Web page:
With mixed feelings, I approach the old lady who, believe it or not, later turns out to weigh 103 kilos dressed. As I gaze somewhat sentimentally across her former territory, the queen’s entourage – the nine hundredweight sows – amble out of a gap between buildings a distance away, roused by the shot. They want to reach the safe haven of the railway embankment hedgerow. Quickly now! Pan! Pan! The second clearly reacts to the shot and falls back immediately, which sends the horde into complete disarray and has them fleeing in all directions.
Barely five metres ahead of me, a boar stops in its tracks to get its bearings – child’s play and 200 kilos of game in maybe two minutes. Today is a special evening indeed! Hours later, exhausted and sopping with sweat, I am arguing with myself at the hunting lodge – should I really have another go in the meadow? I have to go back to get my stuff at any rate!
I carelessly approach the pulpit, more plodding than prowling – another big black lump! The night vision device has me close to a heart attack: it’s not just anything standing in front of me, but an enormous fallow buck! I haven’t seen it’s like in this hunting ground before! And what’s far worse: I’m so tired and wobbly that he has long since noticed me. He gives himself the time to let my jaw drop audibly at his powerful frame and broad shoulders, and then he turns leisurely and walks pointedly away from me into the nearby wood.
He keeps stopping to turn and laugh at me. He is perfection. A one-off from a picture book – but it’s still night-time! I stare after him agog until he moves into the only small wood we have in our field hunting ground surrounded by state forest. Utterly perplexed by this extremely rare visit, I scramble onto the ladder and slump onto my sleeping bag. Not that I’m a big trophy hunter, but this fallow buck is impressive.
I HAVE ONLY EVER SEEN SUCH A STAG ONCE IN OVER TWENTY YEARS – AND THEN THIS!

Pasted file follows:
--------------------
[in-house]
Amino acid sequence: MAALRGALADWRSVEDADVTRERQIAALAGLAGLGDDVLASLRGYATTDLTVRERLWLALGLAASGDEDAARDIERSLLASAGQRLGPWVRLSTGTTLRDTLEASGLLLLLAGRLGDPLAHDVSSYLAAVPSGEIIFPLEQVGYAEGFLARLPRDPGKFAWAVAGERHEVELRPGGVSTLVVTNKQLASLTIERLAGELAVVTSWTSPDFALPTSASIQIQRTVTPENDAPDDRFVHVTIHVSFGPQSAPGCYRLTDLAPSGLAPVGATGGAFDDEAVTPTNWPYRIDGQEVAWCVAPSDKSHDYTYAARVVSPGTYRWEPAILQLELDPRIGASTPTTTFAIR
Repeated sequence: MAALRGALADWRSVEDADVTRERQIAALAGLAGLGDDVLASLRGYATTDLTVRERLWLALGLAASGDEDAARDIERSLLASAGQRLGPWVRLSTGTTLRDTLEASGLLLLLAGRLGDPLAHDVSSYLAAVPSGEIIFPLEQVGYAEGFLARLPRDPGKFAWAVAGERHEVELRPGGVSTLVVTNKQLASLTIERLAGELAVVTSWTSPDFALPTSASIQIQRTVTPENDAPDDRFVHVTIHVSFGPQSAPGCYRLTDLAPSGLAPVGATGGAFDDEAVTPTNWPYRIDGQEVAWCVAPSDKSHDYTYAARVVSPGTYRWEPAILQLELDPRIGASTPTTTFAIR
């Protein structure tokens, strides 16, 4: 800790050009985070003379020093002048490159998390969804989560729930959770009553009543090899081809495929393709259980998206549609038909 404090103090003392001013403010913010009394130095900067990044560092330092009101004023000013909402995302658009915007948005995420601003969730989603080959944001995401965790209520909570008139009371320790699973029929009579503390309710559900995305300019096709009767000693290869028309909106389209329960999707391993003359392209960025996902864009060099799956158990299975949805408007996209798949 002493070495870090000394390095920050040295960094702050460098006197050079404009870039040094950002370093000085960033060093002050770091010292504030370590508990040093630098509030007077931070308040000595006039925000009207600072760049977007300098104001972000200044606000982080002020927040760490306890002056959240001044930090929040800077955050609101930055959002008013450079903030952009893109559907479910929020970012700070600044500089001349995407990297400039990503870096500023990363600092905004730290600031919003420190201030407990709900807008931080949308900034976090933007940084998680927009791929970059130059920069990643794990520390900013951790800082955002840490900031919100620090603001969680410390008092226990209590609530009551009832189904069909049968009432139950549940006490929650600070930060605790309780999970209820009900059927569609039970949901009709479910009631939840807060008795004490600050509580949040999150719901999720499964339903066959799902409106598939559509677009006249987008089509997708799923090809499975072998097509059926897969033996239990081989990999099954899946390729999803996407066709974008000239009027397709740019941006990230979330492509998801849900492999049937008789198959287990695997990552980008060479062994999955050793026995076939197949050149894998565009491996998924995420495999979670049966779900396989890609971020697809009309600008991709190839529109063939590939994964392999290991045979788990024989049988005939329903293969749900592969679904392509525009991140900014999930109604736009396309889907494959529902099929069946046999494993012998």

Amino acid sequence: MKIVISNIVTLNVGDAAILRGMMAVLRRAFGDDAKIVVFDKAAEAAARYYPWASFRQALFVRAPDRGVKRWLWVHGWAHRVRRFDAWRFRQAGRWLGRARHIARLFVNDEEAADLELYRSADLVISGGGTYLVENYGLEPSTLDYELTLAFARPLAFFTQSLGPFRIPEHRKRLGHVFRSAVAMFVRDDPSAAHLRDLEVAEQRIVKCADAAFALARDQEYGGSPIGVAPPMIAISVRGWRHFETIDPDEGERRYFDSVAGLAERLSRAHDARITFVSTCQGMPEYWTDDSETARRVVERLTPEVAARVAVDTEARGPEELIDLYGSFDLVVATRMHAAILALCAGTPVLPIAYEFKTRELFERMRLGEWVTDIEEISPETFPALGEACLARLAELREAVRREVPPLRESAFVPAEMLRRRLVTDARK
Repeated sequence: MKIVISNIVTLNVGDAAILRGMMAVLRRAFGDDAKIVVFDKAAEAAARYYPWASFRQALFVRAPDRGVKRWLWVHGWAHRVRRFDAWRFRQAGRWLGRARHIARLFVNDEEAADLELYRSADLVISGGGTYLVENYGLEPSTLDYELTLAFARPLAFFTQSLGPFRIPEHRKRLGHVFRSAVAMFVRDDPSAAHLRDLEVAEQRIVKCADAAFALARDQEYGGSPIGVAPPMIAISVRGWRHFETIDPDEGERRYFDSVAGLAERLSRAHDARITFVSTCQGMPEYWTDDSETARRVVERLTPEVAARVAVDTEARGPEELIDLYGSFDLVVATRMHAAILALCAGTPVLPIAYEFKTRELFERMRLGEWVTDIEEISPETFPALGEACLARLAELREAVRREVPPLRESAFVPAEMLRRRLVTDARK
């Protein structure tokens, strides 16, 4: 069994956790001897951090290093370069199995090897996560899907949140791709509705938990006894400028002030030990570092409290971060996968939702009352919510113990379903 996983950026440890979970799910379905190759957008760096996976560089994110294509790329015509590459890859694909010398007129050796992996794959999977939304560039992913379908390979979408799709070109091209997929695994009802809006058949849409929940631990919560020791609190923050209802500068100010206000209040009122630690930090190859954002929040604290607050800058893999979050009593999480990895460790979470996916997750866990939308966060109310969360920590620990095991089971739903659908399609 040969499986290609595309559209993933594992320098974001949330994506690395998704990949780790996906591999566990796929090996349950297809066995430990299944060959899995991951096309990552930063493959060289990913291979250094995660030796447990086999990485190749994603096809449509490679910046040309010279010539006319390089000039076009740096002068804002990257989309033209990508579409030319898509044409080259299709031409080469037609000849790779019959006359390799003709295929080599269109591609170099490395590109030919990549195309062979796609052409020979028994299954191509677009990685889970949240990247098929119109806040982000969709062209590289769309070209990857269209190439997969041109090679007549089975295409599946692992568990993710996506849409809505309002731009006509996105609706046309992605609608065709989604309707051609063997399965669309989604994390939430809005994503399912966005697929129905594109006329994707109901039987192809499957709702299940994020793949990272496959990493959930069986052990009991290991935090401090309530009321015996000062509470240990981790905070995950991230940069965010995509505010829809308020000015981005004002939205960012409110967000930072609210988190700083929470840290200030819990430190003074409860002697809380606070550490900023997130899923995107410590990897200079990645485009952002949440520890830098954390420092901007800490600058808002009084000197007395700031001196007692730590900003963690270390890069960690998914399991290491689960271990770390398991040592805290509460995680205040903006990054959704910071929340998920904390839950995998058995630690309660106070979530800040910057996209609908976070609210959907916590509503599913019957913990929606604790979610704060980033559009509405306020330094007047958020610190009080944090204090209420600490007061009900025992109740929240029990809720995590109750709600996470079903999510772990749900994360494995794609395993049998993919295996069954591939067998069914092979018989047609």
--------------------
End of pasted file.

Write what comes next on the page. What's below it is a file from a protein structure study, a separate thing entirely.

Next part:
Suddenly, my face brightens just like the dawn that gradually surrounds me as if on command. What is the fallow buck even doing in this little wood? That’s no safe place for him! I have a tiny chance because to my left, there are 20 hectares of almost transparent timber forest – but to my right there are more than 1,000 hectares of state forest with masses of young beech trees. With the luck I’ve had so far, I want to give it a go. I feverishly observe the edge of the wood half in position. Behind our wood and to the right is a bare field. To the left is a marshalling yard – the fallow buck can only turn here and has to go past me somehow! I fumble the safety mechanism nervously, check the glass, continually eye the meadow … There! No. It’s a hare … There! Nope. That weed bush has been there all night. Or there? Slowly, a long way back, the merest suggestion of a movement into the meadow, then an expansive fallow buck – he’s realised his mistake! Like a statue, he checks the ground where he discovered me before.
He seems uncomfortable at the thought of having to pass by this place again now. How to stay calm? It’s certainly more than 200 metres to the fallow buck. No trifle for a ‘keen marksman’ like me. I switch to 20×, correct the BDC (ASV) – and wait for “the’ step”. But the statue stands still. And stands. And stands. What seems like an eternity that leaves me waiting desperately in position. Oh my word! The fallow buck is turning again; the stag is checking ahead – almost … my rival moves majestically into the open and checks in my direction once again. Now or never. The flight of the HIT projectile in .30-06 lasts what seems to be a lifetime, but it finds its target with a slap. The old fallow buck rears up one last time – and sinks into the meadow. I could never have repeated it – my hands are shaking too much. What a night! I have to pull myself together before I approach El Capo and take a look at his scarred body in awe. For the second time in such a short period, I am torn. An unusual guest – an abrupt visit. Only a little while later does the joy of the slay set in …
Max was born in Frankfurt, Germany in November of 1975. Ever since he was a little boy, he enjoyed being outdoors with his dogs and, above all, hunting. His father, hunting author Roderich Goetzfried, aroused this passion in him. Due to his geographical surroundings and their large population, Max specializes in stalking wild boar. He also offers seminars for interested boar or young hunters.